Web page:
Entertainment time – When the wind changed

Halloween, and a story in a bit of a rush for the night. I have work tonight so this is on a timer and will pop up before I get home. It’s a bit primitive, I hope the idea comes through okay. This one should get added to the next shorts collection although it will definitely be edited first.

When the wind changed

Sheila pursed her lips. “So what are we going for? Cute or horrific?”

“Horrific.” Aileen grinned. “Let’s give them a horror night to remember.”

“So…” Sheila raised one eyebrow. “Blackthorn’s?”

“Huh?” Aileen wrinkled her nose. “What’s Blackthorn’s?”

“I found it in a side street the other day. They have masks like you’ve never seen.” Sheila started walking, fast. “Come on. It’s not far.”

The shop looked shabby and dusty. Aileen winced at some of the latex masks on display. They weren’t the usual cartoon vampires or Frankenstein monsters, no ordinary ghouls or zombies. These were realistically horrible. One in particular caught her eye.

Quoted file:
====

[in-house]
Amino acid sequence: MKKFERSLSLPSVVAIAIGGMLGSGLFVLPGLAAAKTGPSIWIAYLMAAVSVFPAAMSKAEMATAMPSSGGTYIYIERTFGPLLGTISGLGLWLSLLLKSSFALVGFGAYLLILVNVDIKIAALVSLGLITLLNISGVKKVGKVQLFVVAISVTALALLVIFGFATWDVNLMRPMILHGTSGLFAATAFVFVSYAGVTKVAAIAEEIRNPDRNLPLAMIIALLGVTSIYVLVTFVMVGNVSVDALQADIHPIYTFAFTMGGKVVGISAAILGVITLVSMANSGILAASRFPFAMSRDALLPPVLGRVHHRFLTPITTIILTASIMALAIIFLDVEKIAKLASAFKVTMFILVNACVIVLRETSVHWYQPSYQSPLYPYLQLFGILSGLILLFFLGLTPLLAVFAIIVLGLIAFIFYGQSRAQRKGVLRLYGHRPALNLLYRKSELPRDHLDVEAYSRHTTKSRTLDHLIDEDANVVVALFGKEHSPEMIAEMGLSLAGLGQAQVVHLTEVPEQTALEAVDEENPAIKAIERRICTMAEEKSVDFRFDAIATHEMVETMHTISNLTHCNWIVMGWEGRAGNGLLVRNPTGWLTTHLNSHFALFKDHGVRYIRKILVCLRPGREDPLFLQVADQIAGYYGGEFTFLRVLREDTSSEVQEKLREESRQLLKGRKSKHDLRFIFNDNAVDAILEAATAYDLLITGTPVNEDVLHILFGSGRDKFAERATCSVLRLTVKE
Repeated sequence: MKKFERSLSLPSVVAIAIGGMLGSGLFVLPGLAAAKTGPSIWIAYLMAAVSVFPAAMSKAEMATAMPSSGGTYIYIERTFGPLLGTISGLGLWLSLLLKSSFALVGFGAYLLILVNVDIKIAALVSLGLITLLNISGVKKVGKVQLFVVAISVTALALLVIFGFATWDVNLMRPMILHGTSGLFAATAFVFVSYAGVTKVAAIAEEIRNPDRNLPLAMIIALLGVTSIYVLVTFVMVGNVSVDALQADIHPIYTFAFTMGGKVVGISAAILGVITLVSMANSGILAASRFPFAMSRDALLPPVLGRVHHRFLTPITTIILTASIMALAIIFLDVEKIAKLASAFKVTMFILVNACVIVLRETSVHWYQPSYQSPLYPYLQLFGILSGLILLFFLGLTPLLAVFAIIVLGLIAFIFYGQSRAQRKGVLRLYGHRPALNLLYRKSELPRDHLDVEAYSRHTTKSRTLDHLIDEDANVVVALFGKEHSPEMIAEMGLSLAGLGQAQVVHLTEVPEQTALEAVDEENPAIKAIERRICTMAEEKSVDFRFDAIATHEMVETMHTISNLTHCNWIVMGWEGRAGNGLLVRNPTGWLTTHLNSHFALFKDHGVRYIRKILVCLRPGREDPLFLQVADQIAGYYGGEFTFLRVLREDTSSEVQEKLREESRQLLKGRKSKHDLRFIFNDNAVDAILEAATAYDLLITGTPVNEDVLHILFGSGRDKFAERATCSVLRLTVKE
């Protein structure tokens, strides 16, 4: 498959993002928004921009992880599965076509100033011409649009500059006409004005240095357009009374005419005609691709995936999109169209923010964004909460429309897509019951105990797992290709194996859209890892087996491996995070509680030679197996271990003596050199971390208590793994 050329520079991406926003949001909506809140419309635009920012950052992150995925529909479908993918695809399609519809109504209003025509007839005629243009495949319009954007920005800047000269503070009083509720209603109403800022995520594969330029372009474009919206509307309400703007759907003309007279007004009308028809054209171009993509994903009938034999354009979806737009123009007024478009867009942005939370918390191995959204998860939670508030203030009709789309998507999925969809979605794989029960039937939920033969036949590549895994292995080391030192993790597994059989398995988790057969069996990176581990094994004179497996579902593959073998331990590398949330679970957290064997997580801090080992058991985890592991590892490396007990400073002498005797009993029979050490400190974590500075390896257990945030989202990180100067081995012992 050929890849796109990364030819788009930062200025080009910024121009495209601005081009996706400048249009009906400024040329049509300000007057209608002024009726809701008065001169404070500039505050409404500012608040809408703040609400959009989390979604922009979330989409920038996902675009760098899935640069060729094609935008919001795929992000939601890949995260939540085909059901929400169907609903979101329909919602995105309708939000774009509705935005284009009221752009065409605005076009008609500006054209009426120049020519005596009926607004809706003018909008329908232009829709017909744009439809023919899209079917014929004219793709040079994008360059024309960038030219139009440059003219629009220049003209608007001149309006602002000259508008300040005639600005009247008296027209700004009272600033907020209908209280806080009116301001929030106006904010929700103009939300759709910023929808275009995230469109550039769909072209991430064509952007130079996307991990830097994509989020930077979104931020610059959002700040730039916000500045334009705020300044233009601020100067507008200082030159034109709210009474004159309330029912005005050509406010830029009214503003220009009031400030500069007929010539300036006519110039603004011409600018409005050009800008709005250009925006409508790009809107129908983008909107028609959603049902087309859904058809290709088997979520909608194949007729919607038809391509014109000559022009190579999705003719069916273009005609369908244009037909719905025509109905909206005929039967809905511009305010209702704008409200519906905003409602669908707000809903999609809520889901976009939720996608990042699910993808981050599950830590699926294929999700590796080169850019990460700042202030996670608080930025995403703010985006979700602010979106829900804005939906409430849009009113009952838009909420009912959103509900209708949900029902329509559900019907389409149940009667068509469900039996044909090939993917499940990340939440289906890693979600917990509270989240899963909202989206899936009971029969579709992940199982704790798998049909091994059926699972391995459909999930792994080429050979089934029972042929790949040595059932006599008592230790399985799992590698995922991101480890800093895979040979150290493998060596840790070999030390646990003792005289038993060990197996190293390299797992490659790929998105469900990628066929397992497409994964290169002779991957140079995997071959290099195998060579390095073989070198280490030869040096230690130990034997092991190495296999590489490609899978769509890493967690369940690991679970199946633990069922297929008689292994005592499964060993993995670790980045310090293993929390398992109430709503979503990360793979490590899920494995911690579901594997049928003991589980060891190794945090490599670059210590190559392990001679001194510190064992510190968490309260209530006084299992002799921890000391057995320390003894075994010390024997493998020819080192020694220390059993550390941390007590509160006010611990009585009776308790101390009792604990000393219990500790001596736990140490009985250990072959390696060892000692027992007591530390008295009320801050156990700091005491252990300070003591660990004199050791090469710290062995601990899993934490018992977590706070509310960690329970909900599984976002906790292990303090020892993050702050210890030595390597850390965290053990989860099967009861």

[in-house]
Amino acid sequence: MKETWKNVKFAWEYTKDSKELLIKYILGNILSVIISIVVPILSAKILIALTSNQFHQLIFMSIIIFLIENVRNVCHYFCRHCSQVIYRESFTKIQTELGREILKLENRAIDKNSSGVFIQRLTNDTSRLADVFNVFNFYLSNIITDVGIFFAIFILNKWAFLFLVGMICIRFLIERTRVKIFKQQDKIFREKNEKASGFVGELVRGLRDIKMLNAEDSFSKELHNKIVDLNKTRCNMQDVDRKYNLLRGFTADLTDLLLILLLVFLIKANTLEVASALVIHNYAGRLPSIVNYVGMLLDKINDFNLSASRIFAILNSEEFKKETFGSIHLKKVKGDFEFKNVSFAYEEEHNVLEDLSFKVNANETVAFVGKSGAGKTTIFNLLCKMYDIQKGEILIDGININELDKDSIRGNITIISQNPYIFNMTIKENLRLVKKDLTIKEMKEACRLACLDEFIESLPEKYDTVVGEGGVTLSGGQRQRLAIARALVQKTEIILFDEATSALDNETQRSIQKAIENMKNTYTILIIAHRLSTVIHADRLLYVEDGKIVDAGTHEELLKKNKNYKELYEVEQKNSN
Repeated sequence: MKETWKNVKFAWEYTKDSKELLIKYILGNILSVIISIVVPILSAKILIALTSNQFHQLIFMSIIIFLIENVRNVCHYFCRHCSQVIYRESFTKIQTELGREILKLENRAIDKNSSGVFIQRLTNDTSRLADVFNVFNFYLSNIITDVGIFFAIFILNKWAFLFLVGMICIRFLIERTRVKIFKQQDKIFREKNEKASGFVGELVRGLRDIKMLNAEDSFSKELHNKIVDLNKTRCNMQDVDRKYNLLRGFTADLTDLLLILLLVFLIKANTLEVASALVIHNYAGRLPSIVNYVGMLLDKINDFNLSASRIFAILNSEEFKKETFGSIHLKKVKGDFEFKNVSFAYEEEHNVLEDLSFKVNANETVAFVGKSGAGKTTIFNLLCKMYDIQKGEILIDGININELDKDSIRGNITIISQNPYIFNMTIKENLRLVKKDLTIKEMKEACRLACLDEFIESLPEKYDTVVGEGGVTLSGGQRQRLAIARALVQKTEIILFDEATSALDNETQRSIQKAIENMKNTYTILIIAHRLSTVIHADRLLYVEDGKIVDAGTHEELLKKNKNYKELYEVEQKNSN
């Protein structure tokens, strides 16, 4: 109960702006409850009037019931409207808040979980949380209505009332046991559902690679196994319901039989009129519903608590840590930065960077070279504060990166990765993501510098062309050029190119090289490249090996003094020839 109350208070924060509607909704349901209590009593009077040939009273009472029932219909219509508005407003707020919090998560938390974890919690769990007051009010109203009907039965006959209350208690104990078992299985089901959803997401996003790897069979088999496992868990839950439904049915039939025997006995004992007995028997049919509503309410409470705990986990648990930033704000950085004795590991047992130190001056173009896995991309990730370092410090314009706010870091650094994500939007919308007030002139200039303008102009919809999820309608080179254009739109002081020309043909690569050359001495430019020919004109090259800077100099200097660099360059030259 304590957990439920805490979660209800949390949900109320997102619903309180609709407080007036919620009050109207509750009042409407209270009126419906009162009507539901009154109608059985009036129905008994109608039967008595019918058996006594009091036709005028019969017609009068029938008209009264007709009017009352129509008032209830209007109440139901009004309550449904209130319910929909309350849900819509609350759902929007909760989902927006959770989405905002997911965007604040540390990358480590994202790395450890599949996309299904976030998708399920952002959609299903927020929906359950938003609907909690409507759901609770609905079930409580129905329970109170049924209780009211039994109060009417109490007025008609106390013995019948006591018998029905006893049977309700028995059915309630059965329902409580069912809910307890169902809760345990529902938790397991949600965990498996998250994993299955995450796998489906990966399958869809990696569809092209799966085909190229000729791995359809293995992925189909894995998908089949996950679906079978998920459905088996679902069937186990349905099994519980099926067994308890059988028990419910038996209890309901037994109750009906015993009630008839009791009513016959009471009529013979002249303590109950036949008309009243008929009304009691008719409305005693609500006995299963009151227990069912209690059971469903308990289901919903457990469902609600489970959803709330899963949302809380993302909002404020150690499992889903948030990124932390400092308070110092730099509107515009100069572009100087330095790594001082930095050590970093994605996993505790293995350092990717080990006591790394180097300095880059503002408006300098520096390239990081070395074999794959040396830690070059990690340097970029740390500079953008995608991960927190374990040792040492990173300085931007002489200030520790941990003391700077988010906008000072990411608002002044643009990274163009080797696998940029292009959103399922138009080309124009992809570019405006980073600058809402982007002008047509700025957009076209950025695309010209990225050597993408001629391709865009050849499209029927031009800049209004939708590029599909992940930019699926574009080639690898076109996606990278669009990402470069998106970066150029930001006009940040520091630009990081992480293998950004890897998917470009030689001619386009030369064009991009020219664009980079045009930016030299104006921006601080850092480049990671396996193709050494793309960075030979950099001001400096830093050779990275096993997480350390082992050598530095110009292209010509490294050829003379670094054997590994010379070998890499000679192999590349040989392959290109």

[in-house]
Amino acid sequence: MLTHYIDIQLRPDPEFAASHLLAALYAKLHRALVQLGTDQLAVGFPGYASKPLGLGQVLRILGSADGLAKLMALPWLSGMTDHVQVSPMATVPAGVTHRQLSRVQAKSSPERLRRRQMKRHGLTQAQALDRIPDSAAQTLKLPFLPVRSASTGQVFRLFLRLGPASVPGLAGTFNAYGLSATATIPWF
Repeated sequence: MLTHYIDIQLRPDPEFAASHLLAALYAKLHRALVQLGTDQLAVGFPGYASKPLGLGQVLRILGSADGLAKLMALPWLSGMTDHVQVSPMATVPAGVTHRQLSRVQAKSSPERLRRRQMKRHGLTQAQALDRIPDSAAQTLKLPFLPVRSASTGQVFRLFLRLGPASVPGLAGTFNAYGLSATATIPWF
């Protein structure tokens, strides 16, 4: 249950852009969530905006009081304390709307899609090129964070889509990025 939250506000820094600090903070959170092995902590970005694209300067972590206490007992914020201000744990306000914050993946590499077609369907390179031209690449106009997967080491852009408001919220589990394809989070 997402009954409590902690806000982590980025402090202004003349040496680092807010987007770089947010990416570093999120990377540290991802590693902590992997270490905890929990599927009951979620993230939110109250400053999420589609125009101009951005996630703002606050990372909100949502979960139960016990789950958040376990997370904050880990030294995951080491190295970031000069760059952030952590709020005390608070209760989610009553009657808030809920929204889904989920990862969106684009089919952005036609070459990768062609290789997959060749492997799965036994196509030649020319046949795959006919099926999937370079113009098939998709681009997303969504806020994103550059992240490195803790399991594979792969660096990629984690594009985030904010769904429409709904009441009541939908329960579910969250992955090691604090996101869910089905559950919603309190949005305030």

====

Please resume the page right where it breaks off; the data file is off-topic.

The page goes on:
It looked not so much tortured as tormented. The skin sallow and wrinkled, one eye lidless, dry and clouded. The other eye filled with almost palpable agony yet bright and alert. Its nose was bulbous and pockmarked, the lips thin and cracked. Cheeks sunken, a hollowness that shouted of the horrors this face had seen and experienced.

Aileen licked her full lips. This mask was the one for her. She was well aware of the beauty of her natural features and this mask was the exact opposite of her self-image. It was ideal for tonight’s Halloween party. She lifted it from the rack and found it was the only one of its kind. Beneath it were different masks.

Perfect, she thought. Nobody else will have the same one.

“You got one?” Sheila held up a vampire mask, more original Nosferatu than the generally handsome Christopher Lee version. Old and evil and bald and cruel, with fangs as the most prominent feature.

“I have.” Aileen showed her selection.

“Eww, nasty.” Sheila giggled. They made their way to the checkout.

“Good afternoon, ladies.” The old man at the counter leered at them. “A party tonight, I’d guess?”

“It’ll be a good one with these masks.” Sheila dropped hers on the counter. “Hey, do you do much business outside Halloween? I mean, there isn’t much call for the stuff in here for the rest of the year.”

“I’m only here for Halloween.” He rung up the purchase on an old till. “The rest of the year I do… other things.”

His uneven smile disconcerted Aileen, who went through her purchase in silence. As they were about to leave, the old man called to them.